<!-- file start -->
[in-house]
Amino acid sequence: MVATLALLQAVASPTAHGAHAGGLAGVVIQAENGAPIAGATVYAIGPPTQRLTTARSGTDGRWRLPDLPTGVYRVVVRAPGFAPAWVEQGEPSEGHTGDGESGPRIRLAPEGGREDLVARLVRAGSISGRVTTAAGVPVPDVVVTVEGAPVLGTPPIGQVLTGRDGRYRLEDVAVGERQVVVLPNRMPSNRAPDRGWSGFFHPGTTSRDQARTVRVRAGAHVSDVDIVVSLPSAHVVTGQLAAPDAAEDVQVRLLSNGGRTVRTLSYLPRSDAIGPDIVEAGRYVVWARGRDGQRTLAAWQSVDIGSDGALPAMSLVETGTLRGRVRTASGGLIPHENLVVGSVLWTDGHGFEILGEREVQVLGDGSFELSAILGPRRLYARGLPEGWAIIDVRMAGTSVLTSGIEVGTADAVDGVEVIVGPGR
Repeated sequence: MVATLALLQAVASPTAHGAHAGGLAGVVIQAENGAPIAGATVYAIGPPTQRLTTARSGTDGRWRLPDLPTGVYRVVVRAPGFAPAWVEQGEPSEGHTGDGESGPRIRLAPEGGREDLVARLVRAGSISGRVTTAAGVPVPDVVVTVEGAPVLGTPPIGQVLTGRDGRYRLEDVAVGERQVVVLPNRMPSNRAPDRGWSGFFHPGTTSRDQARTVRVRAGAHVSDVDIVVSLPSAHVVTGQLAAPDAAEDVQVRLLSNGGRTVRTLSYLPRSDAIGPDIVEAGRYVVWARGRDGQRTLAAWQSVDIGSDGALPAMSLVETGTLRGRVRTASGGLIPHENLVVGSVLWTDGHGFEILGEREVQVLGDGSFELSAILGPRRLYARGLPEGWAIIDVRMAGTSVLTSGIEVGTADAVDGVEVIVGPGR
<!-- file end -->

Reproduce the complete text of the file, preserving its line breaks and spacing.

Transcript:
[in-house]
Amino acid sequence: MVATLALLQAVASPTAHGAHAGGLAGVVIQAENGAPIAGATVYAIGPPTQRLTTARSGTDGRWRLPDLPTGVYRVVVRAPGFAPAWVEQGEPSEGHTGDGESGPRIRLAPEGGREDLVARLVRAGSISGRVTTAAGVPVPDVVVTVEGAPVLGTPPIGQVLTGRDGRYRLEDVAVGERQVVVLPNRMPSNRAPDRGWSGFFHPGTTSRDQARTVRVRAGAHVSDVDIVVSLPSAHVVTGQLAAPDAAEDVQVRLLSNGGRTVRTLSYLPRSDAIGPDIVEAGRYVVWARGRDGQRTLAAWQSVDIGSDGALPAMSLVETGTLRGRVRTASGGLIPHENLVVGSVLWTDGHGFEILGEREVQVLGDGSFELSAILGPRRLYARGLPEGWAIIDVRMAGTSVLTSGIEVGTADAVDGVEVIVGPGR
Repeated sequence: MVATLALLQAVASPTAHGAHAGGLAGVVIQAENGAPIAGATVYAIGPPTQRLTTARSGTDGRWRLPDLPTGVYRVVVRAPGFAPAWVEQGEPSEGHTGDGESGPRIRLAPEGGREDLVARLVRAGSISGRVTTAAGVPVPDVVVTVEGAPVLGTPPIGQVLTGRDGRYRLEDVAVGERQVVVLPNRMPSNRAPDRGWSGFFHPGTTSRDQARTVRVRAGAHVSDVDIVVSLPSAHVVTGQLAAPDAAEDVQVRLLSNGGRTVRTLSYLPRSDAIGPDIVEAGRYVVWARGRDGQRTLAAWQSVDIGSDGALPAMSLVETGTLRGRVRTASGGLIPHENLVVGSVLWTDGHGFEILGEREVQVLGDGSFELSAILGPRRLYARGLPEGWAIIDVRMAGTSVLTSGIEVGTADAVDGVEVIVGPGR